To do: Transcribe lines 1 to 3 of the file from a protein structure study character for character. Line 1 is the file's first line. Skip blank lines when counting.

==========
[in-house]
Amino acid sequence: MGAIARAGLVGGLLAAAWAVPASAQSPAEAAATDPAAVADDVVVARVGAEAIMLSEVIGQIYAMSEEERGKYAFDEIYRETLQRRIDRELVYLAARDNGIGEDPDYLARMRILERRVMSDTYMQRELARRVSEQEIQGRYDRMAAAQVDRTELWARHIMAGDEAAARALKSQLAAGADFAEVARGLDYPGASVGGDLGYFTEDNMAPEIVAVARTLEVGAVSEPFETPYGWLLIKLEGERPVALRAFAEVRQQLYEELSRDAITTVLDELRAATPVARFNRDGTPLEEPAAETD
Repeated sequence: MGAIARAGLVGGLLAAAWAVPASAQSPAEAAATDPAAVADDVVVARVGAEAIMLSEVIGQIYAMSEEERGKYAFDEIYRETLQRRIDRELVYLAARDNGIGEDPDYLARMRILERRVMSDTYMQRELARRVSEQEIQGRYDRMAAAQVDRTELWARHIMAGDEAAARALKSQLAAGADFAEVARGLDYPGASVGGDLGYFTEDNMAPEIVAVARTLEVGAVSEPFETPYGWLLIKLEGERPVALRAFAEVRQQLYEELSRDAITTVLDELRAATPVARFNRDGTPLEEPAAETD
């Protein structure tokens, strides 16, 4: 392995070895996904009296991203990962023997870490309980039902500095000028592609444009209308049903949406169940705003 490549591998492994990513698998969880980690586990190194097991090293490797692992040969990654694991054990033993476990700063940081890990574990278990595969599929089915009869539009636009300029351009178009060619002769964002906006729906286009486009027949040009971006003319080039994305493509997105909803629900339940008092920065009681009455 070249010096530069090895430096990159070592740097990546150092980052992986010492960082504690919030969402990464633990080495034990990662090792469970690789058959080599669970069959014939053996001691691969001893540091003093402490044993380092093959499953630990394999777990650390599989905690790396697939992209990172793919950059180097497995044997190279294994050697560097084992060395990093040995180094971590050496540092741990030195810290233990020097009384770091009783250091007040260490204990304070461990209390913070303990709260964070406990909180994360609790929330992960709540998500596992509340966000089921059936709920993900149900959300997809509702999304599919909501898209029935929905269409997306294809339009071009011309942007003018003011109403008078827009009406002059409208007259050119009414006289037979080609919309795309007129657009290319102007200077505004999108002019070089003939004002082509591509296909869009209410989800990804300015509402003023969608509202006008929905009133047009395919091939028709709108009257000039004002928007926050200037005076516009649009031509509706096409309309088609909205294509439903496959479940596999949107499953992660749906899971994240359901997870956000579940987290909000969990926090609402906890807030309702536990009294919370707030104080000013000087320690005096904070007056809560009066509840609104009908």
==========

[in-house]
Amino acid sequence: MGAIARAGLVGGLLAAAWAVPASAQSPAEAAATDPAAVADDVVVARVGAEAIMLSEVIGQIYAMSEEERGKYAFDEIYRETLQRRIDRELVYLAARDNGIGEDPDYLARMRILERRVMSDTYMQRELARRVSEQEIQGRYDRMAAAQVDRTELWARHIMAGDEAAARALKSQLAAGADFAEVARGLDYPGASVGGDLGYFTEDNMAPEIVAVARTLEVGAVSEPFETPYGWLLIKLEGERPVALRAFAEVRQQLYEELSRDAITTVLDELRAATPVARFNRDGTPLEEPAAETD
Repeated sequence: MGAIARAGLVGGLLAAAWAVPASAQSPAEAAATDPAAVADDVVVARVGAEAIMLSEVIGQIYAMSEEERGKYAFDEIYRETLQRRIDRELVYLAARDNGIGEDPDYLARMRILERRVMSDTYMQRELARRVSEQEIQGRYDRMAAAQVDRTELWARHIMAGDEAAARALKSQLAAGADFAEVARGLDYPGASVGGDLGYFTEDNMAPEIVAVARTLEVGAVSEPFETPYGWLLIKLEGERPVALRAFAEVRQQLYEELSRDAITTVLDELRAATPVARFNRDGTPLEEPAAETD